United States consumers increased their spending habits in the month of May. Canada’s Tim Hortons released the "Ehmoji" app. Ikea boosted the minimum wage (again) for its workforce. Angie’s List filed a lawsuit against Amazon. And Facebook announced that it is making its Messenger app available for everyone. These were the top headlines from last week.
1. U.S. Consumer Spending Jumps in May
Americans boosted spending in the month of May by 0.9 percent, which is the fastest rate in nearly six years, according to a new report by the Department of Commerce. After shackling themselves to the sofa throughout the winter months, consumers headed outside and did what they do best: purchase stuff.
Ostensibly, consumers used some of the savings from lower gasoline prices to buy goods and services. Spending on long-term goods, like automobiles, rose 2.2 percent. Utilities spending jumped 0.3 percent. Spending on services rose 0.2 percent.
The latest data of consumer spending suggest Americans are easing their grips on their wallets. The trend for the past several months has seen consumers keeping many of the savings from gas prices rather than spending it freely in the economy. With personal income making gains of 0.5 percent, the savings rate dipped to 5.1 percent.
Consumer spending accounts for two-thirds of the U.S. economy.
This comes as the Department of Labor reported an increase in the number of individuals looking for jobless benefits last week. Although applications jumped by 3,000 to a seasonally adjusted 271,000, they remain at historically low levels, which means a tightening labor market.
2. Tim Hortons Releases 'EHmoji' Keyboard App
In time for Canada Day, Tim Hortons released a Canadian-themed emoji keyboard app.
The iconic coffee and donuts company will publish a free app to equip a user’s mobile phone keyboard with various Canadian emoji’s, or "EHmojis." It’s part of an effort for everyone to "share our national pride, one text at a time."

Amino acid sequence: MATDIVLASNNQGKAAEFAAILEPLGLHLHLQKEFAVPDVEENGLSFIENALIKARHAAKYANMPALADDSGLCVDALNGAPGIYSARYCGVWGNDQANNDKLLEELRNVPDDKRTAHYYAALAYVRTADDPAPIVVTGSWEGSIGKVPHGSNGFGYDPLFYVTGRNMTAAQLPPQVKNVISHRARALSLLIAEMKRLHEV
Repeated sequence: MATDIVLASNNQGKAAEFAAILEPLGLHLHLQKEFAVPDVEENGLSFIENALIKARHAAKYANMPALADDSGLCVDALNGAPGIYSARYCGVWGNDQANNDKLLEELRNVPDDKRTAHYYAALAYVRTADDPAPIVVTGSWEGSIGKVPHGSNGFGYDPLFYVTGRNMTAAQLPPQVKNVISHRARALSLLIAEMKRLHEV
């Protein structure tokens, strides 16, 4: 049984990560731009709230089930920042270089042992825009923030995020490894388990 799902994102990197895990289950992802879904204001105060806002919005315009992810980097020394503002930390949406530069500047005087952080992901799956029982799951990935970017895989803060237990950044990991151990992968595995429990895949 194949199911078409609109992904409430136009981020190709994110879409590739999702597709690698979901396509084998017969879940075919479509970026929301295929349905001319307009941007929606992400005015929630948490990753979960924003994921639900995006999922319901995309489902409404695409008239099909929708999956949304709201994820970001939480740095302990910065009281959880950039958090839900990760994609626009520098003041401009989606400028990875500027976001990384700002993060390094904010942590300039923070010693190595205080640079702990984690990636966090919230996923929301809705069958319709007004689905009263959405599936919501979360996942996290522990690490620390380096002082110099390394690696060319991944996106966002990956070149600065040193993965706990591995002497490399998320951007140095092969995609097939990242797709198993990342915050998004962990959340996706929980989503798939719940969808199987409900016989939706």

Beginning Wednesday, the mobile app will provide Canadians with the option to test 12 ehmoji’s, like a barbecue, beaver, moose, toque, Muskoka chair and a Tim Hortons coffee cup. Tim Hortons said it will release more images in the near future, and will also take into account the opinions of Canadians who suggest images within the next several weeks.
"We set out to create a set of emojis that personified our great country by capturing some of the things that make us unique and are recognized around the world, starting with the name of the keyboard itself, EHmojis," Tim Hortons chief marketing officer Peter Nowlan said in a statement.
The mobile app is currently available to download for the iOS and Android. Unfortunately, there won’t be an app for the BlackBerry, a Canadian-based company.
3. Ikea Raises Minimum Wage for Workforce
Swedish furniture juggernaut Ikea is giving its employees a wage hike for the second consecutive year.
Ikea announced last week it will be raising the minimum wage for its U.S. workforce as the company attempts to enhance its relationship with employees and lower the worker turnover rate.
The ready-to-assemble furniture maker will increase the minimum wage starting Jan. 1, 2016 to $11.87, up $1.11, or 10 percent, from this year’s minimum wage hike. This will raise the average hourly wage to $15.45. Moreover, it will affect about one-third of the company’s 10,500 American employees.
"We always wanted to make sure we were fair," said Ikea U.S. Chief Financial Officer Rob Olson, in an interview with the Washington Post. "The way we compared fair in the past was being above average. The realization we had was that’s not enough."